The Biases Behind Candidate Selection and How to Avoid Them
The way employers choose employees has changed over time and continues to evolve. Over the past century we’ve seen great improvement in the shift from hiring decisions inadvertently being made on unconscious biases to more objective factors like IQ test results. More recently, competencies listed on a well-formatted resume and the untapped potential interviewers see in candidates play increasingly important roles. Regardless of the current trends in recruitment, though, biases are always present in the hiring process and those subconscious decision-making influences may be keeping you from hiring the best candidates.
There are several types of decision-making biases to be aware of, including:
- Anchoring bias – the tendency to fixate on initial impression and disregard subsequent information when making a judgement. This is the reason studies say it takes less than 30 seconds to make a decision about a candidate.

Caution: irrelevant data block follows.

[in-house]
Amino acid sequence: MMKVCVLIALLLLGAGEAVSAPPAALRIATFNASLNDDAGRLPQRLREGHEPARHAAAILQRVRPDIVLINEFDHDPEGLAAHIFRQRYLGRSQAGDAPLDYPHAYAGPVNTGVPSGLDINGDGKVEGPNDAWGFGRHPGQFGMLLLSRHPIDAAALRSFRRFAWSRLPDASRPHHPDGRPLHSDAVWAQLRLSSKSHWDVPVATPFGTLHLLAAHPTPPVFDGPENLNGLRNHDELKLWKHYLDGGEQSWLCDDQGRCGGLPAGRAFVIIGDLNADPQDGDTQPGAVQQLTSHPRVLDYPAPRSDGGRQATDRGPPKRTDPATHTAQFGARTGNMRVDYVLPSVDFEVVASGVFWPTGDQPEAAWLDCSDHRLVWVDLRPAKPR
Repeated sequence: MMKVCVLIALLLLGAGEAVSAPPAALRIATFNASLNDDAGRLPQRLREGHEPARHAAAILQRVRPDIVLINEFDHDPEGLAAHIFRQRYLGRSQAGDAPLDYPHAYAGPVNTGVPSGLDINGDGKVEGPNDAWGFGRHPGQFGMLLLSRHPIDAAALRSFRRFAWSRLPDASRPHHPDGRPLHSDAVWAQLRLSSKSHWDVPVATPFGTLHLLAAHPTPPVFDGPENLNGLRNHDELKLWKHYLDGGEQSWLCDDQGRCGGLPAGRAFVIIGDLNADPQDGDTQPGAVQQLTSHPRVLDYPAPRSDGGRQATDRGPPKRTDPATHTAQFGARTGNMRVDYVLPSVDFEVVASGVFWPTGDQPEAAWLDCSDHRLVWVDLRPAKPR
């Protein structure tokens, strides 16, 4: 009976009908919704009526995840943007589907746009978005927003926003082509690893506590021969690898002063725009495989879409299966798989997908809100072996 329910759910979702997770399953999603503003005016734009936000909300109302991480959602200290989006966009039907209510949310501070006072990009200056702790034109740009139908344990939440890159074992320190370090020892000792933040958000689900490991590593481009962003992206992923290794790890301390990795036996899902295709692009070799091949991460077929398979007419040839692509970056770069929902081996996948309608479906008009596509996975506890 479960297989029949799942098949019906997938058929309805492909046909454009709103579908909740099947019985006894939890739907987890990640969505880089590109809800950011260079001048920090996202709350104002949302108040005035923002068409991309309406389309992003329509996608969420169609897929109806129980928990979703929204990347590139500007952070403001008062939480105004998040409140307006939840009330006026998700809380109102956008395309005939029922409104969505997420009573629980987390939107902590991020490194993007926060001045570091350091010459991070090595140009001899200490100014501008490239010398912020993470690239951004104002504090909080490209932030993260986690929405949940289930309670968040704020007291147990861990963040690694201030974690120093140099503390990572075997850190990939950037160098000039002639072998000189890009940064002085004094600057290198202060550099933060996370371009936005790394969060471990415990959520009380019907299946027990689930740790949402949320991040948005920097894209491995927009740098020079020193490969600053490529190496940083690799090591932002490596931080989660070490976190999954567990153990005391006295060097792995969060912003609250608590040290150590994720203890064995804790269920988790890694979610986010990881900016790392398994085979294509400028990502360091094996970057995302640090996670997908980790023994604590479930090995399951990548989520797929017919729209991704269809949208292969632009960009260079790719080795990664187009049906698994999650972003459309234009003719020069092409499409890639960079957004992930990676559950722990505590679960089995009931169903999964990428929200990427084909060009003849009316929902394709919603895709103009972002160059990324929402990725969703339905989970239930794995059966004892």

- Groupthink – the tendency of people to go along with common thoughts discussed by the group. It can be easy to get caught up in groupthink when you’re participating in a panel interview. Take some time to gather your thoughts before re-grouping with your fellow interviewers so you can stand firm in your opinions.
- Confirmation bias – the tendency to favor information that supports a preconceived idea. Say, for example, you think people who work at a certain company aren’t strong writers. If you receive a resume from someone at that company, you’ll likely be looking for signs that support the idea that the person isn’t a strong writer.
- Stereotyping – basing perception on a generalization of one or more demographics or character traits. A studyconducted in 2011 and reported in 2017 revealed that people with Chinese, Indian or Pakistani-sounding names were 28 percent less likely to get invited to an interview than the fictitious candidates with English-sounding names, even when their qualifications were the same.
Bias is a part of being human. It comes along with our experiences and unique thought processes, but we can become more aware of our biases and how they may be impacting our ability to make well-informed hiring decisions. When that happens, it’ll be easier to take a step back and consider future candidates in a different way.